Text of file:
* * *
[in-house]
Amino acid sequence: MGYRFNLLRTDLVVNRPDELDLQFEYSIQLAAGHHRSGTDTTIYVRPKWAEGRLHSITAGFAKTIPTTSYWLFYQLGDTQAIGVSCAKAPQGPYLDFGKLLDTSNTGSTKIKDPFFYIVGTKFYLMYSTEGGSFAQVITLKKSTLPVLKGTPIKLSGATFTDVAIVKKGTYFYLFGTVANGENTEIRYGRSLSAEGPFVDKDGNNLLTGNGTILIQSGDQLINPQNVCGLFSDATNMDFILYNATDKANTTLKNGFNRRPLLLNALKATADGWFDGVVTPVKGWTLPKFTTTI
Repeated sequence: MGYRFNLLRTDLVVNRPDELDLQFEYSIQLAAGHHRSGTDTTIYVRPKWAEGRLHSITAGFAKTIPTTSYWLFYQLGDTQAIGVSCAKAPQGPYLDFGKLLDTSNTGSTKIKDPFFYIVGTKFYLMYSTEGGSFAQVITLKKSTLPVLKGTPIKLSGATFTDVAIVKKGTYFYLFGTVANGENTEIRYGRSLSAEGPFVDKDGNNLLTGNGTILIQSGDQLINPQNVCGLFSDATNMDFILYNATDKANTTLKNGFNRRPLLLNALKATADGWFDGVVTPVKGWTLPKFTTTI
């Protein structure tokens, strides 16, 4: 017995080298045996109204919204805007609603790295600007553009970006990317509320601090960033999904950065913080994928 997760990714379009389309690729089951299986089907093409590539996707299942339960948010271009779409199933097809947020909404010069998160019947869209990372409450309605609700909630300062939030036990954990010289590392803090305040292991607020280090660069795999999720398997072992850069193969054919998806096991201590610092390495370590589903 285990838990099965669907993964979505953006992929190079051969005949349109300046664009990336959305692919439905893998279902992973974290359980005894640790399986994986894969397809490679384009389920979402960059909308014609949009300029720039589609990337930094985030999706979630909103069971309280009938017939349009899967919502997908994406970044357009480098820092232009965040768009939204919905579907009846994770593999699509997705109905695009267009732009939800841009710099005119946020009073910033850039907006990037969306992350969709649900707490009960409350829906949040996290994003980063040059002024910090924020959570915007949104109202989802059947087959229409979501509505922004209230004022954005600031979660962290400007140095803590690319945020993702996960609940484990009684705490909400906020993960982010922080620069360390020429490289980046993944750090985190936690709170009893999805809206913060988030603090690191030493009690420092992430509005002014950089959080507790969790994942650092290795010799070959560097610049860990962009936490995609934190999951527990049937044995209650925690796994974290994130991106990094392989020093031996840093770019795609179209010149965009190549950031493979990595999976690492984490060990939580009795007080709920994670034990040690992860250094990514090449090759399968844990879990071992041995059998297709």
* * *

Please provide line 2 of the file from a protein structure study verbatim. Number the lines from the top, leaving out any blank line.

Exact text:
Amino acid sequence: MGYRFNLLRTDLVVNRPDELDLQFEYSIQLAAGHHRSGTDTTIYVRPKWAEGRLHSITAGFAKTIPTTSYWLFYQLGDTQAIGVSCAKAPQGPYLDFGKLLDTSNTGSTKIKDPFFYIVGTKFYLMYSTEGGSFAQVITLKKSTLPVLKGTPIKLSGATFTDVAIVKKGTYFYLFGTVANGENTEIRYGRSLSAEGPFVDKDGNNLLTGNGTILIQSGDQLINPQNVCGLFSDATNMDFILYNATDKANTTLKNGFNRRPLLLNALKATADGWFDGVVTPVKGWTLPKFTTTI